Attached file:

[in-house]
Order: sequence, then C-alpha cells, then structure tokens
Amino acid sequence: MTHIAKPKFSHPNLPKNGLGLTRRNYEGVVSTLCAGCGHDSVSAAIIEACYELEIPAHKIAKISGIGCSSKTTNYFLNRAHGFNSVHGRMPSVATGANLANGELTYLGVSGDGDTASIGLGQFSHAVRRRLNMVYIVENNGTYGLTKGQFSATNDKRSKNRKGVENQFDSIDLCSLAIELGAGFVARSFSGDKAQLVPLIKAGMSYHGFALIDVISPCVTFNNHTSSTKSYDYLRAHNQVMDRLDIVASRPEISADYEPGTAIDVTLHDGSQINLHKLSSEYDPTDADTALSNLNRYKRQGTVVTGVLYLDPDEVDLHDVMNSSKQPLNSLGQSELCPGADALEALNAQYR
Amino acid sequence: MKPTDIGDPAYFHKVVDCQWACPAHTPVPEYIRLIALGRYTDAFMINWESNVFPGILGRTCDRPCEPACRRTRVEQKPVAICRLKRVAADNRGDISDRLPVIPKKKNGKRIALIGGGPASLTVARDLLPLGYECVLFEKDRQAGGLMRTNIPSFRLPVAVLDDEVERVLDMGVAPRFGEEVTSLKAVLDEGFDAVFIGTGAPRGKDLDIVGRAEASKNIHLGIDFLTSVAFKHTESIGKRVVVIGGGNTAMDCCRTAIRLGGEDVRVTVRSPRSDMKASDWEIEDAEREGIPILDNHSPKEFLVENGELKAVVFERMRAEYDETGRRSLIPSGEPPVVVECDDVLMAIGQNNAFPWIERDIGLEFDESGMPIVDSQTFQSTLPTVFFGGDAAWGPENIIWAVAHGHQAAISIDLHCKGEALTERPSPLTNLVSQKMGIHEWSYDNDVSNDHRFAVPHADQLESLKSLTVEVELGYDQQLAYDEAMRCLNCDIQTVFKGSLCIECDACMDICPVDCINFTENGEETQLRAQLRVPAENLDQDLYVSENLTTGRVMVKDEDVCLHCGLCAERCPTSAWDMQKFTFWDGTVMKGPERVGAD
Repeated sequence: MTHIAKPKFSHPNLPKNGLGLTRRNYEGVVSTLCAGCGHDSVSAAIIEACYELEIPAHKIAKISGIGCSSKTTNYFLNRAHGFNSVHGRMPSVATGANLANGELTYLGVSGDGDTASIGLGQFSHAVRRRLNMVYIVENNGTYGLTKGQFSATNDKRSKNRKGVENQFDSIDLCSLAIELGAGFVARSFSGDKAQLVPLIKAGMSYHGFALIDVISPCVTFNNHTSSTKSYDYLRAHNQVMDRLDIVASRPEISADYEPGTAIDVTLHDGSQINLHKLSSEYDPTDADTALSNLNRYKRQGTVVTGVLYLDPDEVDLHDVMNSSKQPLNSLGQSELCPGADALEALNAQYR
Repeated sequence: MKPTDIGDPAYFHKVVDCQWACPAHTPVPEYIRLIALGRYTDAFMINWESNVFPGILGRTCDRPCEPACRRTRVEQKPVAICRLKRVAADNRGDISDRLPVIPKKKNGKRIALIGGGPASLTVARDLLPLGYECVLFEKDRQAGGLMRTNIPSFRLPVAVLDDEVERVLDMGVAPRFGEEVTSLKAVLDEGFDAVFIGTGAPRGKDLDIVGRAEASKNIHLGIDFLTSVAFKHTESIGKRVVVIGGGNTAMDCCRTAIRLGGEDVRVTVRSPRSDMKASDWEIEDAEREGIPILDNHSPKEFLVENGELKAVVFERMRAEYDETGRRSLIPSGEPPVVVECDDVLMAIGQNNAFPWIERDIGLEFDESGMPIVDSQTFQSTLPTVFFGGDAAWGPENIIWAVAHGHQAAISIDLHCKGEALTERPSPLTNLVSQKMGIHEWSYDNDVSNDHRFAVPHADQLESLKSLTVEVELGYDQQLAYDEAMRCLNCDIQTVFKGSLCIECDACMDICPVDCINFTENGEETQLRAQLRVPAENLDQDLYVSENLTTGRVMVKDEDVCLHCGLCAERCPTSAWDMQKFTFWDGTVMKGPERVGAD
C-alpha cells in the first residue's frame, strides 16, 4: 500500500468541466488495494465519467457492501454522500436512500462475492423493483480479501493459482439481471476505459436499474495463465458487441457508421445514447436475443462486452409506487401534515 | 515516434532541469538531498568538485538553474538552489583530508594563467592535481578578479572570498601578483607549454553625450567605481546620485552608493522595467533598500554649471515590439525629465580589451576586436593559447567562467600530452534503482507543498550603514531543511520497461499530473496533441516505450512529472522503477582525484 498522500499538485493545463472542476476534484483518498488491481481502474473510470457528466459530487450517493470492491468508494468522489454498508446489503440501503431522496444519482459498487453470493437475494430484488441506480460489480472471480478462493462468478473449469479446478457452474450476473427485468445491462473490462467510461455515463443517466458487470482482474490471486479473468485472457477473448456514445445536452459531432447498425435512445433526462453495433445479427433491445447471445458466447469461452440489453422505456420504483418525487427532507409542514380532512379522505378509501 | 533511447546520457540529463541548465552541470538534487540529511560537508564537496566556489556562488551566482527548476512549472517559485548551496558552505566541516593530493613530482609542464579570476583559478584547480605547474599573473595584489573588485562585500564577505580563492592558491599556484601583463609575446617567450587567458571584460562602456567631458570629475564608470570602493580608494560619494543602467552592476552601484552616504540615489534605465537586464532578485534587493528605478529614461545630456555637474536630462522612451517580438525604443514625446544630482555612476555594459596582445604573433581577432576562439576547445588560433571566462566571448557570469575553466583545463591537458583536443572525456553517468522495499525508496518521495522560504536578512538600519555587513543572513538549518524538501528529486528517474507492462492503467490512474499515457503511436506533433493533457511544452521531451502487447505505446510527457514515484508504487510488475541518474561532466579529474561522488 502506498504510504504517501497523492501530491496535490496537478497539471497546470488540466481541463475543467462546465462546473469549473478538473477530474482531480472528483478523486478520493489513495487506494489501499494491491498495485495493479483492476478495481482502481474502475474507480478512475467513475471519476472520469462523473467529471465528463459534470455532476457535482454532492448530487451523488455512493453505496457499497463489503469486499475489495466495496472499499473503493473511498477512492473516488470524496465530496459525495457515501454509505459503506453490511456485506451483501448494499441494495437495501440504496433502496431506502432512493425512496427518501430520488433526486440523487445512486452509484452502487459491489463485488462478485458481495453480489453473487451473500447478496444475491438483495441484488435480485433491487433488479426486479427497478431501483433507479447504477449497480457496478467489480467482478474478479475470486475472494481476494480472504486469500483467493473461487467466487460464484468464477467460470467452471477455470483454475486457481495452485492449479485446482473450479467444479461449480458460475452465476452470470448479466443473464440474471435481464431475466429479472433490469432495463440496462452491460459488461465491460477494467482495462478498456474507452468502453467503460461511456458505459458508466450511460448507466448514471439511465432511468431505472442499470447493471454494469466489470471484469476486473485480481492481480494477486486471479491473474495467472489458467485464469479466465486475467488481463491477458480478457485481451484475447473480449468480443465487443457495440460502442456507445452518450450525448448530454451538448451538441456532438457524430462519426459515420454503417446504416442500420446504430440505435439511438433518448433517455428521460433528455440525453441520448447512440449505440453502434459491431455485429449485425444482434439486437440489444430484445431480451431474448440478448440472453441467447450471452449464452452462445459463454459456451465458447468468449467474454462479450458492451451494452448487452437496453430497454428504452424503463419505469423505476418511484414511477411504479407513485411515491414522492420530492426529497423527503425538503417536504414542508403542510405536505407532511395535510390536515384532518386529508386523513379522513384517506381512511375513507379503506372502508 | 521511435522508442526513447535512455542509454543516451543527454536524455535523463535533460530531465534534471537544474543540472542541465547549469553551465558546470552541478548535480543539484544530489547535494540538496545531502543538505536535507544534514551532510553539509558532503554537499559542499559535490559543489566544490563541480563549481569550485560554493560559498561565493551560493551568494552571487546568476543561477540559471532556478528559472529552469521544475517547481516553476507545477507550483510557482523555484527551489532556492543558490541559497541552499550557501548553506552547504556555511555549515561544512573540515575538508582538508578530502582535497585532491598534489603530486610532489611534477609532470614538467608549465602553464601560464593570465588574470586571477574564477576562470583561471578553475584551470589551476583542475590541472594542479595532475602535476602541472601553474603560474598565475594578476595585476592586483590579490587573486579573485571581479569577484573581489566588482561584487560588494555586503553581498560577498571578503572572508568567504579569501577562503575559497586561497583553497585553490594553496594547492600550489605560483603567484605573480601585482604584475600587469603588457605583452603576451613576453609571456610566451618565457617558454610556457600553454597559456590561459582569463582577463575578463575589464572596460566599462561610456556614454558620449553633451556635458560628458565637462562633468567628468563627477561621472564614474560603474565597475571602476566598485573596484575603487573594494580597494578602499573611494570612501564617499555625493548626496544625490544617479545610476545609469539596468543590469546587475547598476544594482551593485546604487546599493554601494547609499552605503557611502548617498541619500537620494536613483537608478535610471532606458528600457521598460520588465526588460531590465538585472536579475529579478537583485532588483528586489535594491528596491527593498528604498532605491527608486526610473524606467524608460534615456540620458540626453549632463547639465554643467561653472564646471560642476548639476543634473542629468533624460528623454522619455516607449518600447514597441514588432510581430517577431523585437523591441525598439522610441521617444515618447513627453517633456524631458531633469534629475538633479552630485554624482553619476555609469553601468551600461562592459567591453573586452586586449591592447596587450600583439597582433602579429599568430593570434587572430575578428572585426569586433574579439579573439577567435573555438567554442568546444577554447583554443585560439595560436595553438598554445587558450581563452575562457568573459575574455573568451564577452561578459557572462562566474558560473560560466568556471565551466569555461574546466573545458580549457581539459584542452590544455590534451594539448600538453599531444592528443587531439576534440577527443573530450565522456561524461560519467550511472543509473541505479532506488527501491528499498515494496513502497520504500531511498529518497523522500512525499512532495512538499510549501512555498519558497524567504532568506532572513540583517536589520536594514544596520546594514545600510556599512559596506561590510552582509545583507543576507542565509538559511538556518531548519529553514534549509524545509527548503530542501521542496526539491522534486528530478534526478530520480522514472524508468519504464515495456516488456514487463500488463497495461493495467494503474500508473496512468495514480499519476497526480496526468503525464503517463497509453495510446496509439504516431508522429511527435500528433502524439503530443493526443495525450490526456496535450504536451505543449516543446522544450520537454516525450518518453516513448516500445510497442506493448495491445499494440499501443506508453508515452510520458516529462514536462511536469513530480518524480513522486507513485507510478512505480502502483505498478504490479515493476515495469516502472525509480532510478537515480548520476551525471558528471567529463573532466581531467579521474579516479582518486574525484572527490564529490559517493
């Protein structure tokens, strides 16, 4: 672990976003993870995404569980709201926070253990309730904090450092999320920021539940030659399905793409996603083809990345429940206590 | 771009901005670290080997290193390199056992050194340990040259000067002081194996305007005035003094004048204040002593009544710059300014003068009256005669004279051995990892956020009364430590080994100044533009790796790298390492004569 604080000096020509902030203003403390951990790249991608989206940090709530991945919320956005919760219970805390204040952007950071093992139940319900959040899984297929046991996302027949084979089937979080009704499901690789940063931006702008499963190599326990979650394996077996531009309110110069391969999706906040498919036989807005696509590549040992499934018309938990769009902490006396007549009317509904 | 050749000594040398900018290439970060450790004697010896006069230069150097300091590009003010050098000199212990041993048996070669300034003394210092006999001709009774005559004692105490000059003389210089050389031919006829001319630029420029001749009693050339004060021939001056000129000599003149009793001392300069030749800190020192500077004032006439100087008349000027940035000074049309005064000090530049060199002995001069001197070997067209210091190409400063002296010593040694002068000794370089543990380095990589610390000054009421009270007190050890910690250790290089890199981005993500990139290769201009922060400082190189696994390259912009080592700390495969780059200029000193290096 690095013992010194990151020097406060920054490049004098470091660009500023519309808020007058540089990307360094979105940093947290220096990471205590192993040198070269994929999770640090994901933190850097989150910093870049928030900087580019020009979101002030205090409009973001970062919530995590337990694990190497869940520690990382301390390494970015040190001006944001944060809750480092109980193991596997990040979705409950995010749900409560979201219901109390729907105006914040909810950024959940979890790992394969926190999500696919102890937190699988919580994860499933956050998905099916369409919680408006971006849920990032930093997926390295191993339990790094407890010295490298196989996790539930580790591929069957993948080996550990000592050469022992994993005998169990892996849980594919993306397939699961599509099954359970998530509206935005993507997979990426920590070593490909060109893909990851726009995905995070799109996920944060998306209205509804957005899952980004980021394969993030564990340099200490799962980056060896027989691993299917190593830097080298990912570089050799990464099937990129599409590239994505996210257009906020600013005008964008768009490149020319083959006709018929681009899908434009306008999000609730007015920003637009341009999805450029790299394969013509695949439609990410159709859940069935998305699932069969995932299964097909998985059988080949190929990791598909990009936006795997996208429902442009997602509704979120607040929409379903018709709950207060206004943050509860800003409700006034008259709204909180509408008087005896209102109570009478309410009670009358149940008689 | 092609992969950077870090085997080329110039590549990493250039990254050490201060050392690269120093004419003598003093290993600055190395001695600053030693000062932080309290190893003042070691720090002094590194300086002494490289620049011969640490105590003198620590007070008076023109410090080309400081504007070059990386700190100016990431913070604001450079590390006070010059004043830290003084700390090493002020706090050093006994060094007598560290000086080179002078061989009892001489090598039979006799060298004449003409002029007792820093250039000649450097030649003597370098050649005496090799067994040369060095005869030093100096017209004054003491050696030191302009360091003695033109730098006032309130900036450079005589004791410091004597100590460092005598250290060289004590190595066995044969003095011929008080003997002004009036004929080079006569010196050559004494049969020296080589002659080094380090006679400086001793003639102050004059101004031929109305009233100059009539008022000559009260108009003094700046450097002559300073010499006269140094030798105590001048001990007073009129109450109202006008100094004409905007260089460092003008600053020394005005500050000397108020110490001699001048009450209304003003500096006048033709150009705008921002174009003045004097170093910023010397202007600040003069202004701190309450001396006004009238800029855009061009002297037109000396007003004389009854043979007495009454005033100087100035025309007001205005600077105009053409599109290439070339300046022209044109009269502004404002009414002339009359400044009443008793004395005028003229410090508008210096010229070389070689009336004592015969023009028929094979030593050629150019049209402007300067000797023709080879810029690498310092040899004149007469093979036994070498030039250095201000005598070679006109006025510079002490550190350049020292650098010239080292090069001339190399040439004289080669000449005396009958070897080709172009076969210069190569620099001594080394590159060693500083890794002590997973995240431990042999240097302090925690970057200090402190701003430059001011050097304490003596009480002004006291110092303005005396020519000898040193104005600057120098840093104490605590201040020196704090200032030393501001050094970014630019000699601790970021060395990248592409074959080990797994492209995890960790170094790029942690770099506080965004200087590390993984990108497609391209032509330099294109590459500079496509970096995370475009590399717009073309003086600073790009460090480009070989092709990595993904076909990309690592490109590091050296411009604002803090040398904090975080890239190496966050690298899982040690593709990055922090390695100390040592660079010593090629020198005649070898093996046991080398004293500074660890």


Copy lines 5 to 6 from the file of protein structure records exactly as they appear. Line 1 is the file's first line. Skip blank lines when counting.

Repeated sequence: MTHIAKPKFSHPNLPKNGLGLTRRNYEGVVSTLCAGCGHDSVSAAIIEACYELEIPAHKIAKISGIGCSSKTTNYFLNRAHGFNSVHGRMPSVATGANLANGELTYLGVSGDGDTASIGLGQFSHAVRRRLNMVYIVENNGTYGLTKGQFSATNDKRSKNRKGVENQFDSIDLCSLAIELGAGFVARSFSGDKAQLVPLIKAGMSYHGFALIDVISPCVTFNNHTSSTKSYDYLRAHNQVMDRLDIVASRPEISADYEPGTAIDVTLHDGSQINLHKLSSEYDPTDADTALSNLNRYKRQGTVVTGVLYLDPDEVDLHDVMNSSKQPLNSLGQSELCPGADALEALNAQYR
Repeated sequence: MKPTDIGDPAYFHKVVDCQWACPAHTPVPEYIRLIALGRYTDAFMINWESNVFPGILGRTCDRPCEPACRRTRVEQKPVAICRLKRVAADNRGDISDRLPVIPKKKNGKRIALIGGGPASLTVARDLLPLGYECVLFEKDRQAGGLMRTNIPSFRLPVAVLDDEVERVLDMGVAPRFGEEVTSLKAVLDEGFDAVFIGTGAPRGKDLDIVGRAEASKNIHLGIDFLTSVAFKHTESIGKRVVVIGGGNTAMDCCRTAIRLGGEDVRVTVRSPRSDMKASDWEIEDAEREGIPILDNHSPKEFLVENGELKAVVFERMRAEYDETGRRSLIPSGEPPVVVECDDVLMAIGQNNAFPWIERDIGLEFDESGMPIVDSQTFQSTLPTVFFGGDAAWGPENIIWAVAHGHQAAISIDLHCKGEALTERPSPLTNLVSQKMGIHEWSYDNDVSNDHRFAVPHADQLESLKSLTVEVELGYDQQLAYDEAMRCLNCDIQTVFKGSLCIECDACMDICPVDCINFTENGEETQLRAQLRVPAENLDQDLYVSENLTTGRVMVKDEDVCLHCGLCAERCPTSAWDMQKFTFWDGTVMKGPERVGAD